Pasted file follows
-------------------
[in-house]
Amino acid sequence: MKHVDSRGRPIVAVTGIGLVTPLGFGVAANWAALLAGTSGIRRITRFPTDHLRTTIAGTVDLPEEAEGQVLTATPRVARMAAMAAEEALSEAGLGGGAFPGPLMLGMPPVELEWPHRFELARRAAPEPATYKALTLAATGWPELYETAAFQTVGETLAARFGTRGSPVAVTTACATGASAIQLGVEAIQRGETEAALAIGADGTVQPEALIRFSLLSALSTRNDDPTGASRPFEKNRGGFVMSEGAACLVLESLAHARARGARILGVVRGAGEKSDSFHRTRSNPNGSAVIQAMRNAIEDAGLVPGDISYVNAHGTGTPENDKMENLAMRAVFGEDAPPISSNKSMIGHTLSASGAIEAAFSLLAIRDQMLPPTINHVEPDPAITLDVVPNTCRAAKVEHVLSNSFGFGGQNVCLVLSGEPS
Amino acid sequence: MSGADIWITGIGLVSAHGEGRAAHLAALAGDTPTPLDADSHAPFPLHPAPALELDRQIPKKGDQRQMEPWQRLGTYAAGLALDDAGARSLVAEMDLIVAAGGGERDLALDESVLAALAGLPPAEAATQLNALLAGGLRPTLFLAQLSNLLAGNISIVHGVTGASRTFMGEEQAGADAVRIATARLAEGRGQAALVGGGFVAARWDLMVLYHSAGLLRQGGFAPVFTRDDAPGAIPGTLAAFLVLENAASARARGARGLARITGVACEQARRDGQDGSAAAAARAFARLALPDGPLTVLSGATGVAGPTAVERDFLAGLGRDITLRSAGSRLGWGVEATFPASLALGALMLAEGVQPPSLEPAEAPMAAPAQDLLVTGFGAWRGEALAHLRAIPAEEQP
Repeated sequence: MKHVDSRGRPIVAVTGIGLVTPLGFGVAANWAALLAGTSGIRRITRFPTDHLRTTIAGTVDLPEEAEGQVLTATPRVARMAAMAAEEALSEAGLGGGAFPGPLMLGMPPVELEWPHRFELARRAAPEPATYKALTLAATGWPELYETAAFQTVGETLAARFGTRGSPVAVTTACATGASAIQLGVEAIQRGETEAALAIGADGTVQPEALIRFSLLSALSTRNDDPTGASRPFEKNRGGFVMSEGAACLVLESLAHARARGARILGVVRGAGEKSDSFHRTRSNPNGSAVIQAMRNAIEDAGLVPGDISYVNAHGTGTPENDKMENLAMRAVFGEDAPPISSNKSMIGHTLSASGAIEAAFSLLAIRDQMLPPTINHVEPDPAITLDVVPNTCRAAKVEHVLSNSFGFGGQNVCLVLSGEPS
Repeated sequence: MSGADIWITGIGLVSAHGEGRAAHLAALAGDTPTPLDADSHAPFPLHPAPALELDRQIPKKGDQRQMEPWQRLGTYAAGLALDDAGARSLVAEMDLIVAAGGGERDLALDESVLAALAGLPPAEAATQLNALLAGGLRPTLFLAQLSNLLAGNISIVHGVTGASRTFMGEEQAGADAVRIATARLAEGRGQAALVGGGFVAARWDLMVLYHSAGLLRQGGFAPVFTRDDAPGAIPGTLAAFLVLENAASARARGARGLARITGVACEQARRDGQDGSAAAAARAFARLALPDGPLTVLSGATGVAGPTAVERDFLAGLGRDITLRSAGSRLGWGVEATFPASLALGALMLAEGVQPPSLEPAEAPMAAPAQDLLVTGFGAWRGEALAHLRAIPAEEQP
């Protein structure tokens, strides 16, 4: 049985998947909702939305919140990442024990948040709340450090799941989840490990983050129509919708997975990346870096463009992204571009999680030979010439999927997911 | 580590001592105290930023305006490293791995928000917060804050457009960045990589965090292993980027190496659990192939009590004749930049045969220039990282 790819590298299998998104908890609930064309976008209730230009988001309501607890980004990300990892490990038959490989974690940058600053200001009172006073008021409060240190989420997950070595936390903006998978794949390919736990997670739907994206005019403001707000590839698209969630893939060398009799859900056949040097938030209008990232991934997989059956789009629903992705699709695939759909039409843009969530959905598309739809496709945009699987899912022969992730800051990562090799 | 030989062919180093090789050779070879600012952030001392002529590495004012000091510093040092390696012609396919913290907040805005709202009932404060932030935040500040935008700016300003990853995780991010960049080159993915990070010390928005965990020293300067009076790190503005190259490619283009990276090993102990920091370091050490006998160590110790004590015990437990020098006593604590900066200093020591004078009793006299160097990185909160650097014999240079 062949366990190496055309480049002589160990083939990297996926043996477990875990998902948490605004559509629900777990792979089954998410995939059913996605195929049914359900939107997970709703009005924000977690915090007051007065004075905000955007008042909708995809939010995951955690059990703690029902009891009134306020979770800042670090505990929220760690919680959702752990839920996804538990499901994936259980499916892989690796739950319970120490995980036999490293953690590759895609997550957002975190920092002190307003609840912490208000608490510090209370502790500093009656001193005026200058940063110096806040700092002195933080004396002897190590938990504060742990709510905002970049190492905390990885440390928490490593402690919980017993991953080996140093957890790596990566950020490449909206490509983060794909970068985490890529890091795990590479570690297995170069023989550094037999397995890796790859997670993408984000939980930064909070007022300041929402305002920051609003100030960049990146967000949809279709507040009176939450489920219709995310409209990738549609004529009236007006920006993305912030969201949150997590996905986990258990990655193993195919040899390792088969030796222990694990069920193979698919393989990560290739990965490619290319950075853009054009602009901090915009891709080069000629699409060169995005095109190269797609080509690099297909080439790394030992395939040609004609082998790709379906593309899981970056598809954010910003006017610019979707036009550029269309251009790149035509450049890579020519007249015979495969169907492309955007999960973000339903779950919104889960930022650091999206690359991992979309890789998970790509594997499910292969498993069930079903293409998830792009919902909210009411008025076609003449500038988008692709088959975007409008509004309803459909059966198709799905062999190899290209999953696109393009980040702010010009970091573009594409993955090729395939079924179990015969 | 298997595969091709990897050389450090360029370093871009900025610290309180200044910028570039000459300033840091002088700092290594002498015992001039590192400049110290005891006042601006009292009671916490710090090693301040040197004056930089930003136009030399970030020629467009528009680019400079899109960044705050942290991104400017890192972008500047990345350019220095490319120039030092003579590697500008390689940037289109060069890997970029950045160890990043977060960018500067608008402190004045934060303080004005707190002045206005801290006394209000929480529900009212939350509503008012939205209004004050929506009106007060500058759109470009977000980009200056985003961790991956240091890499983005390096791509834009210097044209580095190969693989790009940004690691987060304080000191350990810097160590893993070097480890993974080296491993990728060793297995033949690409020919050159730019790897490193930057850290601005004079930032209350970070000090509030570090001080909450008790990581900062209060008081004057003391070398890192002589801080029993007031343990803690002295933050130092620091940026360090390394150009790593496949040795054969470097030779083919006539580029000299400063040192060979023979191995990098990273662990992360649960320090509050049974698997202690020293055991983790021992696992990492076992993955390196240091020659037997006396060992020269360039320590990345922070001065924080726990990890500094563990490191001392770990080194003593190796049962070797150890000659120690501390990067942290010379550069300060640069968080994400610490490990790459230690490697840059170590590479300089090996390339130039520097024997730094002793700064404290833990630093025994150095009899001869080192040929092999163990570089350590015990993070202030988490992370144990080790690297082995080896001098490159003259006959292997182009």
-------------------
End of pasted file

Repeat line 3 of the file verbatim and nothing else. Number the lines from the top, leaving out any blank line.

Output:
Amino acid sequence: MSGADIWITGIGLVSAHGEGRAAHLAALAGDTPTPLDADSHAPFPLHPAPALELDRQIPKKGDQRQMEPWQRLGTYAAGLALDDAGARSLVAEMDLIVAAGGGERDLALDESVLAALAGLPPAEAATQLNALLAGGLRPTLFLAQLSNLLAGNISIVHGVTGASRTFMGEEQAGADAVRIATARLAEGRGQAALVGGGFVAARWDLMVLYHSAGLLRQGGFAPVFTRDDAPGAIPGTLAAFLVLENAASARARGARGLARITGVACEQARRDGQDGSAAAAARAFARLALPDGPLTVLSGATGVAGPTAVERDFLAGLGRDITLRSAGSRLGWGVEATFPASLALGALMLAEGVQPPSLEPAEAPMAAPAQDLLVTGFGAWRGEALAHLRAIPAEEQP